To those who believe aviation is dying: Take your head out of the sand and look around, you're looking at the wrong aviation! Take a look at sport aviation, specifically that part of it represented by the so-called "homebuilt" or amateur-built airplane. It is enjoying explosive growth.
At least three times a day a new homebuilt aircraft of some kind takes to the air. They range from 50 mph ultralights and very light aircraft to 350 mph composite super birds that can smoke past a King Air with ease.
Aviation isn't dying...it's just changing its feathers. In the process it is generating an entirely new need for an entirely new type of training. .
The growth in the homebuilt area hasn't been without its problems, chief of which is that nearly 25% of all homebuilt accidents happen within the first five flights. Of that number, the vast majority occur because the pilot is flying an airplane for which he isn't qualified. In this case being qualified has absolutely nothing to do with what we usually think of as "qualifications" in traditional aviation.
Having made the requisite takeoffs and landings in the past 90 days does nothing to prepare a pilot to fly most homebuilt aircraft. Ditto for three hours of dual with his favorite CFI in the club's C-172. Depending on the homebuilt to be flown, 10,000 hours and an ATP don't even rate as qualifications.
Being qualified in the case of a homebuilt means at least three points, currency, proficiency and the adaptability of the pilot (and the CFI) have to be honed to match the homebuilt to be flown. Nothing else matters.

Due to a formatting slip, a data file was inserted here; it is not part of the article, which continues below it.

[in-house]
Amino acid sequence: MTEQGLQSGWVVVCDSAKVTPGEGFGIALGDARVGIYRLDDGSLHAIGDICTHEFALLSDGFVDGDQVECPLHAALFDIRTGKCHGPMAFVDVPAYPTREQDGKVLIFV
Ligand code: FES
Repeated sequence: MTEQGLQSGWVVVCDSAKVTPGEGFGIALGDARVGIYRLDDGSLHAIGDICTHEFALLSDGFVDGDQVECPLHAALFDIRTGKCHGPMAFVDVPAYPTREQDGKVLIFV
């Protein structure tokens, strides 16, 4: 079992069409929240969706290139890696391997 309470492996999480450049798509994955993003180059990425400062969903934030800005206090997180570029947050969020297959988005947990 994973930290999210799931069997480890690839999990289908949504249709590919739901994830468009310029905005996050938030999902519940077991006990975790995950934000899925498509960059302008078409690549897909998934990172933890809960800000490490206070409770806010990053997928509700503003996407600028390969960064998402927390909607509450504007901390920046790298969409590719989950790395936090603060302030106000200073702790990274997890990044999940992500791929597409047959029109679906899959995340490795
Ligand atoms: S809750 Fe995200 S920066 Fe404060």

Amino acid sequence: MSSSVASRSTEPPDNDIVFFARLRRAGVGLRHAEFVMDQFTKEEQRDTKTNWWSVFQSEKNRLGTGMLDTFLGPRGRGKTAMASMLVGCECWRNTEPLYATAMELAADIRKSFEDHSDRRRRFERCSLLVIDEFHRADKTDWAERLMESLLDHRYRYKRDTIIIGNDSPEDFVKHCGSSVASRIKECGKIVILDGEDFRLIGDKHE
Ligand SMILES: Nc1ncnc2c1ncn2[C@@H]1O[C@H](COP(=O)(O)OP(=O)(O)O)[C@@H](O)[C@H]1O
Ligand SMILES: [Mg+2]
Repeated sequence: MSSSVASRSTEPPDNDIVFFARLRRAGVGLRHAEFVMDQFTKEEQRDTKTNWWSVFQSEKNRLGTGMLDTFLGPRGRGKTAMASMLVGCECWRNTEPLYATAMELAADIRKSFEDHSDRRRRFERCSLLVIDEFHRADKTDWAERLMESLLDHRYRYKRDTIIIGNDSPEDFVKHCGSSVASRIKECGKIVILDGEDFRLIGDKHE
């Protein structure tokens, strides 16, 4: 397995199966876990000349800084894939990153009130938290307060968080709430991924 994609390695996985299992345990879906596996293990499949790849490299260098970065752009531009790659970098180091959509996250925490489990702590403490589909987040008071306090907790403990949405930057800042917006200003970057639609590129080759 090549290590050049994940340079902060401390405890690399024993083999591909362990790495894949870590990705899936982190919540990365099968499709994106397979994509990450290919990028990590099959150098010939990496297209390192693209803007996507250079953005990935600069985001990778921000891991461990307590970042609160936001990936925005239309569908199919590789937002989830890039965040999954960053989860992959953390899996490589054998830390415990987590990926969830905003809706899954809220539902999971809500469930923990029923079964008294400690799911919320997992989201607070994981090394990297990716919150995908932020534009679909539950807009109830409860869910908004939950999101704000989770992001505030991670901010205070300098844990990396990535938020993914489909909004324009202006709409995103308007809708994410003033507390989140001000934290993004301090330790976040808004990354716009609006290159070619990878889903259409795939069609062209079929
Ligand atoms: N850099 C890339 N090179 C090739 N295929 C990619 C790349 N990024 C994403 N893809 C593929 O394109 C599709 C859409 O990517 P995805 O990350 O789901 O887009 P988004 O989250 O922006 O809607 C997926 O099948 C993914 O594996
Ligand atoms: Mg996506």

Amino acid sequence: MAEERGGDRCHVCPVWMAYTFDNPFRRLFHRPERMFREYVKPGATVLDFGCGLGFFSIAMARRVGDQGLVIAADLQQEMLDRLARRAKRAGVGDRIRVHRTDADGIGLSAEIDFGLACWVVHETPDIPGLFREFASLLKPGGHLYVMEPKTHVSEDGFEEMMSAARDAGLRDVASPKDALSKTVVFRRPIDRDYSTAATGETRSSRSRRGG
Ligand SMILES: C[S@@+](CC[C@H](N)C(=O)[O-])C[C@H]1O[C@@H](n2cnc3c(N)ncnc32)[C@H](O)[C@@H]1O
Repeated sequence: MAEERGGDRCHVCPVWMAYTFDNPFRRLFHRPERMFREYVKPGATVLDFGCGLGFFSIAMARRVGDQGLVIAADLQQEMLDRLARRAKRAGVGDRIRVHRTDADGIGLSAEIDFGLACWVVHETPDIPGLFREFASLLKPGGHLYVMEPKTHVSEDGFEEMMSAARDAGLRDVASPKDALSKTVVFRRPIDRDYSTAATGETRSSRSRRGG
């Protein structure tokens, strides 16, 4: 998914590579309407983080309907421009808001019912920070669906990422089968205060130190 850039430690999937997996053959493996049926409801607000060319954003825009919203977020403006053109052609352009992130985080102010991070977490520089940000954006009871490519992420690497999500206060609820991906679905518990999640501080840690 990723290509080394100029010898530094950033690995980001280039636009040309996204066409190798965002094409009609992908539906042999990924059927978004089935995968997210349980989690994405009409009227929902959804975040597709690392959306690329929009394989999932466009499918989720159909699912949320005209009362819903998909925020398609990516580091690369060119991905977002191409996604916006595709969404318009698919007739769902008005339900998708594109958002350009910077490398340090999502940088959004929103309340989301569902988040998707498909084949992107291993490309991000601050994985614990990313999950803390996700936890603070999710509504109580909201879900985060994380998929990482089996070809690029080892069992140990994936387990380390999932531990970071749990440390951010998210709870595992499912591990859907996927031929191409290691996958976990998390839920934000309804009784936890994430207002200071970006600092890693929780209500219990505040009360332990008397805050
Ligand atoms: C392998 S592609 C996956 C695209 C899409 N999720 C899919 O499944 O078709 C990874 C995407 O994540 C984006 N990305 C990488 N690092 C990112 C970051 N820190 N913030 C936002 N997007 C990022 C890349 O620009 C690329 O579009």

The reason traditional qualifications don't mean much in this situation is because homebuilt's are a different breed of cat. Because of the great variation within the breed, saying they are different is just about the only generality that can be made about them. Some of them are only slightly different, others are wildly different, but none of them is a C-152, although a few of them do have a little Cherokee running through their veins.
It is this "difference" and the pilot's ability to deal with that difference that decides whether he or she is going to have problems during those critical first few flights.
When we say a homebuilt is different, what are we talking about and how does a pilot or CFI prepare for it?
Every airplane of any kind, homebuilt or otherwise, flies differently than the next but in traditional aviation they all fall within certain parameters. The limitations imposed by certification have made the entire generation breed similar enough that they are fairly predictible, one make to another. Cessna to Beech to Mooney, etc, there are few real surprises. The consistency of production-line assembly has done that for each specific make and model. All C-172s fly pretty much the same, ditto Cherokees, etc. Going from one gen-av airplane to the next, although there will be small differences, you generally have a fair idea of what to expect.